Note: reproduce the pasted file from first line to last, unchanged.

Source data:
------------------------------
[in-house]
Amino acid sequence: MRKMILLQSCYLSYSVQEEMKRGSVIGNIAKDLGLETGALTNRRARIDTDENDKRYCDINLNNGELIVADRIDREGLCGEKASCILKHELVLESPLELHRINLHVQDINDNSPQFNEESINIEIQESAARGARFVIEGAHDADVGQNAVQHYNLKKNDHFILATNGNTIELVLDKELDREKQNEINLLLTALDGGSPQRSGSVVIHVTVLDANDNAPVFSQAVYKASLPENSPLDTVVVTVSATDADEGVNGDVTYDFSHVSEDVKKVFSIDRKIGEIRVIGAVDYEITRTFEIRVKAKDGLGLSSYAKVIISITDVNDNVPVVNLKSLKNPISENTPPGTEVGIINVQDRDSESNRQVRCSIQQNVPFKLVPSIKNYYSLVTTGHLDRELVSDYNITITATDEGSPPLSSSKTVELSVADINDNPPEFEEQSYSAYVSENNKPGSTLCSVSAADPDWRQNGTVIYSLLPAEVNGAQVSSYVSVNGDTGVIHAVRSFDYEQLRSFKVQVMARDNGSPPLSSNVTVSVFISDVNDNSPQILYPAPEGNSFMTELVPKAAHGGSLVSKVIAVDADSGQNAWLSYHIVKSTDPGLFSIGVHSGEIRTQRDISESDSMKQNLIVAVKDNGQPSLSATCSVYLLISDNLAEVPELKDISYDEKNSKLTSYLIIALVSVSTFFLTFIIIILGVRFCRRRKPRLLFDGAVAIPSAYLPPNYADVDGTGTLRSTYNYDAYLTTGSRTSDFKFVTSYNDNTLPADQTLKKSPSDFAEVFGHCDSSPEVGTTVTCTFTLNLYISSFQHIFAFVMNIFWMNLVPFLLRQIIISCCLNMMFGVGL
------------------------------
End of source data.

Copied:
[in-house]
Amino acid sequence: MRKMILLQSCYLSYSVQEEMKRGSVIGNIAKDLGLETGALTNRRARIDTDENDKRYCDINLNNGELIVADRIDREGLCGEKASCILKHELVLESPLELHRINLHVQDINDNSPQFNEESINIEIQESAARGARFVIEGAHDADVGQNAVQHYNLKKNDHFILATNGNTIELVLDKELDREKQNEINLLLTALDGGSPQRSGSVVIHVTVLDANDNAPVFSQAVYKASLPENSPLDTVVVTVSATDADEGVNGDVTYDFSHVSEDVKKVFSIDRKIGEIRVIGAVDYEITRTFEIRVKAKDGLGLSSYAKVIISITDVNDNVPVVNLKSLKNPISENTPPGTEVGIINVQDRDSESNRQVRCSIQQNVPFKLVPSIKNYYSLVTTGHLDRELVSDYNITITATDEGSPPLSSSKTVELSVADINDNPPEFEEQSYSAYVSENNKPGSTLCSVSAADPDWRQNGTVIYSLLPAEVNGAQVSSYVSVNGDTGVIHAVRSFDYEQLRSFKVQVMARDNGSPPLSSNVTVSVFISDVNDNSPQILYPAPEGNSFMTELVPKAAHGGSLVSKVIAVDADSGQNAWLSYHIVKSTDPGLFSIGVHSGEIRTQRDISESDSMKQNLIVAVKDNGQPSLSATCSVYLLISDNLAEVPELKDISYDEKNSKLTSYLIIALVSVSTFFLTFIIIILGVRFCRRRKPRLLFDGAVAIPSAYLPPNYADVDGTGTLRSTYNYDAYLTTGSRTSDFKFVTSYNDNTLPADQTLKKSPSDFAEVFGHCDSSPEVGTTVTCTFTLNLYISSFQHIFAFVMNIFWMNLVPFLLRQIIISCCLNMMFGVGL